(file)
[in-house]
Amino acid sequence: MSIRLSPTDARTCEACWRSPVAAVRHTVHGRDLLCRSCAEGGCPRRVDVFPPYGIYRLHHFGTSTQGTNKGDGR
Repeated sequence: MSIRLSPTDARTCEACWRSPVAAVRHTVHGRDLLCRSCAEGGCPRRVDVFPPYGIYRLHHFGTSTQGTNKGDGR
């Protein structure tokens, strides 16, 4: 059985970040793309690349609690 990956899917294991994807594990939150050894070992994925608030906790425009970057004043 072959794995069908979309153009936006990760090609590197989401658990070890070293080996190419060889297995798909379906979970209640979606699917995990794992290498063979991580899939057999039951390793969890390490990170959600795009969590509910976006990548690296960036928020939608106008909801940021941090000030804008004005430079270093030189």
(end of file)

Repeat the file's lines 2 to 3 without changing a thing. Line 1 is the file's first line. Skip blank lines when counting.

Amino acid sequence: MSIRLSPTDARTCEACWRSPVAAVRHTVHGRDLLCRSCAEGGCPRRVDVFPPYGIYRLHHFGTSTQGTNKGDGR
Repeated sequence: MSIRLSPTDARTCEACWRSPVAAVRHTVHGRDLLCRSCAEGGCPRRVDVFPPYGIYRLHHFGTSTQGTNKGDGR